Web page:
The US report, published on Friday, criticized the actions of China's military in the disputed South China Sea – particularly the rapid construction of artificial islands in the strategic waters.
“Most analysts outside China believe that China is attempting to change facts on the ground by improving its defense infrastructure in the South China Sea,” the US report said.
According to the Pentagon, the islands total 2,000 acres (800 hectares), with 75 percent built over the past five months.
But a Sunday statement from Hua Chunying, China's Foreign Ministry spokesperson, hit back at Washington's claims.
“By hyping up 'China's military threat and the lack of transparency in military strength,' the report questions China's normal defense building and strategic intention, and makes inappropriate remarks on China's justified actions of safeguarding territorial sovereignty and security interests in the South China Sea,” the statement reads.
Accusing the US report of being in “defiance of the facts,” the statement added that China is entitled to national defense building, which is for the “sole purpose of safeguarding national independence, sovereignty, and national integrity.”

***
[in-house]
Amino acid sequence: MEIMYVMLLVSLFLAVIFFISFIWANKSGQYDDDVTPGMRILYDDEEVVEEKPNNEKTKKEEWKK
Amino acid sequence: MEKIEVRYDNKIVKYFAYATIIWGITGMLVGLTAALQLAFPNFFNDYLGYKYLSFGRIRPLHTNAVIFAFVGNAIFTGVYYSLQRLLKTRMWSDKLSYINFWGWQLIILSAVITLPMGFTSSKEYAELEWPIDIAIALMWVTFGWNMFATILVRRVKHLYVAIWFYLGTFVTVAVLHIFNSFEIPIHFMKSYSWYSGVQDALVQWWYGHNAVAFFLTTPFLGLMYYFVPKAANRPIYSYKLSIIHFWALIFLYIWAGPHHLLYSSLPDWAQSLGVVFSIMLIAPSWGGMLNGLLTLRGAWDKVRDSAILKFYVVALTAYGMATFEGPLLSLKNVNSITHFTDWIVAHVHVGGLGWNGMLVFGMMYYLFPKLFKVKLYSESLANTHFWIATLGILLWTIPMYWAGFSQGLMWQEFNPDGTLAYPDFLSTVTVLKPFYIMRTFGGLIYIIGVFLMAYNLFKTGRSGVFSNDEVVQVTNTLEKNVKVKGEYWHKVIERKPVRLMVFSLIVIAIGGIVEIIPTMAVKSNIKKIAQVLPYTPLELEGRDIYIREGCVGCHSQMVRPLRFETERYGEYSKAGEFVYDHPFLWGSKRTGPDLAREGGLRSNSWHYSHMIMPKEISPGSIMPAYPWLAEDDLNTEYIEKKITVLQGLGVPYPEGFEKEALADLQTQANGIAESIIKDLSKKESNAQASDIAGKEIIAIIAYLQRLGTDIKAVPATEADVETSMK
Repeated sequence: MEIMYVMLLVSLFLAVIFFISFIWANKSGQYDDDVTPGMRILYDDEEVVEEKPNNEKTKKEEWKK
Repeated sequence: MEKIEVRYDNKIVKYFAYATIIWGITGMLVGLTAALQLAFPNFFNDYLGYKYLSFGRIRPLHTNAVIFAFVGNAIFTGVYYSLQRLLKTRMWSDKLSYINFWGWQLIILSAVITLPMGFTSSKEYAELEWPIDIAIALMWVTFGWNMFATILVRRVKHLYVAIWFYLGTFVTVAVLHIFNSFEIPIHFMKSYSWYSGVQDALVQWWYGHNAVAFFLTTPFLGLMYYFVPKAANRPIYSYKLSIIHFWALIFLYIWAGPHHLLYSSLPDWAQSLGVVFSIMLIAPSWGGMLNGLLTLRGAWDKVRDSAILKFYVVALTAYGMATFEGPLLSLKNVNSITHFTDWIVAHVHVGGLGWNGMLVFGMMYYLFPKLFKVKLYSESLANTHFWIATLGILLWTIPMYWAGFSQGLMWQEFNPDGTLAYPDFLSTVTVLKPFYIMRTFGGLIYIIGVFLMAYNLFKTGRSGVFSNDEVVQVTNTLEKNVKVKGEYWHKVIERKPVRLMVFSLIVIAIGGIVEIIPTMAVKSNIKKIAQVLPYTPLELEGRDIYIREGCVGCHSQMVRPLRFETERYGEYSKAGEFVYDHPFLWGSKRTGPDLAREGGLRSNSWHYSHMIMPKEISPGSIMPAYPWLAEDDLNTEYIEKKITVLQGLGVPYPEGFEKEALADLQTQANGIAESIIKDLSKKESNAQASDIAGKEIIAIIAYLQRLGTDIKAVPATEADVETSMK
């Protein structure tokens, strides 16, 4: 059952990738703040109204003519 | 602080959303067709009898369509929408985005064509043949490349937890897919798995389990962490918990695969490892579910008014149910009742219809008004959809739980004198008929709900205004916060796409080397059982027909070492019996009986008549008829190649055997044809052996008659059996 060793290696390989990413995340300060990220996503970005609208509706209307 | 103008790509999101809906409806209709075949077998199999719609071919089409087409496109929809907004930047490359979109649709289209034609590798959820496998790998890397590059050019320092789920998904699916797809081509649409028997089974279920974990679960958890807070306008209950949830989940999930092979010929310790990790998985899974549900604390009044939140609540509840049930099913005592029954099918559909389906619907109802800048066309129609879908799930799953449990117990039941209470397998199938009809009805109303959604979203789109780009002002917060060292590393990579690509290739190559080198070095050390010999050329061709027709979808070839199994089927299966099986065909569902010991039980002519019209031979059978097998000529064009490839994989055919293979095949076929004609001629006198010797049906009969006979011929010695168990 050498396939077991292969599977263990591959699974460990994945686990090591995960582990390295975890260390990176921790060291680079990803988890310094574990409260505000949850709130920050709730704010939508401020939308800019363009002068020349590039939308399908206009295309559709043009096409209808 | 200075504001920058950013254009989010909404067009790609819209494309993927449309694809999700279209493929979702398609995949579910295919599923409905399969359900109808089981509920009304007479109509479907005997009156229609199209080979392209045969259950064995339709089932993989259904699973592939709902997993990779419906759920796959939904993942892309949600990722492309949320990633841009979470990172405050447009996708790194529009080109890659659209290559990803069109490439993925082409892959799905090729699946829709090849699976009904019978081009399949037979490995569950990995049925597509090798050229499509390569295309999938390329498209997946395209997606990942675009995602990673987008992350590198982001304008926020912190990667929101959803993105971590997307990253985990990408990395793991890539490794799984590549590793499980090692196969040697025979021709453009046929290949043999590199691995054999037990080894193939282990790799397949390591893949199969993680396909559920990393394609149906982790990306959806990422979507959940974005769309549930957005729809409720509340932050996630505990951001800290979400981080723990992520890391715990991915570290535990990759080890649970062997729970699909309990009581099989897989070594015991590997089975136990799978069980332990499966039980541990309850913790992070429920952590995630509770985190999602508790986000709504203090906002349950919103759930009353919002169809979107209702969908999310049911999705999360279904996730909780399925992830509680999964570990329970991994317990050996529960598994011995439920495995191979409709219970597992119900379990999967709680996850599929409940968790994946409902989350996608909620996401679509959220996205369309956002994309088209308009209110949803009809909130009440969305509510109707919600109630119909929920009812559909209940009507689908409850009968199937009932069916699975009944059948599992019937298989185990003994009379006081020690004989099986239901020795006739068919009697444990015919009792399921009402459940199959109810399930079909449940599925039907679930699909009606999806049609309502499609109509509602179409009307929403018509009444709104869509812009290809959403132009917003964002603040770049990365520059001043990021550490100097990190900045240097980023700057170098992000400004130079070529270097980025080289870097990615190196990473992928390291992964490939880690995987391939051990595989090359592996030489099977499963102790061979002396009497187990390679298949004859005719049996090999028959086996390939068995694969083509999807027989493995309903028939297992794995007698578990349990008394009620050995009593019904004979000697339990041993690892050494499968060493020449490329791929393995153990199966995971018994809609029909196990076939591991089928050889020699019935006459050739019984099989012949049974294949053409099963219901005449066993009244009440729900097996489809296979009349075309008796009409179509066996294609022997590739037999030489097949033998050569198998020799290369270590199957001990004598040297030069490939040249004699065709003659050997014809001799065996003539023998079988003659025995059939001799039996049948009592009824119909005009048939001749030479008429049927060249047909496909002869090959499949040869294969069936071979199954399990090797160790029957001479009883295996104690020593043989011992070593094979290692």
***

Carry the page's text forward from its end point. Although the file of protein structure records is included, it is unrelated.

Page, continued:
The Foreign Ministry also accused Washington of viewing China's military development with prejudice, expressing hope that Washington would “abandon its Cold War mentality.”
It urged the US to stop issuing such reports and “doing or saying anything that jeopardizes bilateral relations and military-to-military mutual trust.”
Instead, it encouraged Washington to make “tangible moves to ensure the sound and steady development of state-to-state and military-to-military relations between China and the US.”
While Beijing's construction intentions remain unclear, the US claimed in its report that five emerging outposts in the Spratly Islands could be used for surveillance systems, harbors and logistical support, adding that they could hold “at least one airfield.”
China began reclaiming land in the South China Sea in 2014. Beijing claims nearly the entire area as its own, which is rich in natural resources and is a main trade route.
However, the waters are also claimed by other countries in the region – Vietnam, Indonesia, Malaysia, Brunei and the Philippines – which are trying to bolster their position there.
On Monday, the Philippines' military chief flew to an island occupied by his country in the South China Sea, vowing to defend the territory against aggression.
It followed protests in the Philippines which called on China to withdraw its ships from the Scarborough Shoal in the South China Sea. The two nations have been locked in a stand-off at the shoal since April 8, with both sides accusing each other of intruding into territorial waters.
The report, which cost the DoD approximately $92,000, also focused on China's development and testing of missile defense and its space capabilities.